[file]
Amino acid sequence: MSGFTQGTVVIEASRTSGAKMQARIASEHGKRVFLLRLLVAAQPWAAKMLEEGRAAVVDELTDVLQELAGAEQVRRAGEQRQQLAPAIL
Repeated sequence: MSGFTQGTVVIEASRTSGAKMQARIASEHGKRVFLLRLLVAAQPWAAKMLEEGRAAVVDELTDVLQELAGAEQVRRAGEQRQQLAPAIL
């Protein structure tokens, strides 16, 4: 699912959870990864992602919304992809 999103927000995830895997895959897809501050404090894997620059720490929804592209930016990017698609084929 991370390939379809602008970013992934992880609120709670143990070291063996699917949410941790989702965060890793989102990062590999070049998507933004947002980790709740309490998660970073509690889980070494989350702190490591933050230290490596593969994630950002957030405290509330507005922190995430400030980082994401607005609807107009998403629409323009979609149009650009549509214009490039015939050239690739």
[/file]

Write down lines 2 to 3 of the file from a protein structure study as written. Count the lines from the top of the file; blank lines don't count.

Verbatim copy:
Repeated sequence: MSGFTQGTVVIEASRTSGAKMQARIASEHGKRVFLLRLLVAAQPWAAKMLEEGRAAVVDELTDVLQELAGAEQVRRAGEQRQQLAPAIL
């Protein structure tokens, strides 16, 4: 699912959870990864992602919304992809 999103927000995830895997895959897809501050404090894997620059720490929804592209930016990017698609084929 991370390939379809602008970013992934992880609120709670143990070291063996699917949410941790989702965060890793989102990062590999070049998507933004947002980790709740309490998660970073509690889980070494989350702190490591933050230290490596593969994630950002957030405290509330507005922190995430400030980082994401607005609807107009998403629409323009979609149009650009549509214009490039015939050239690739």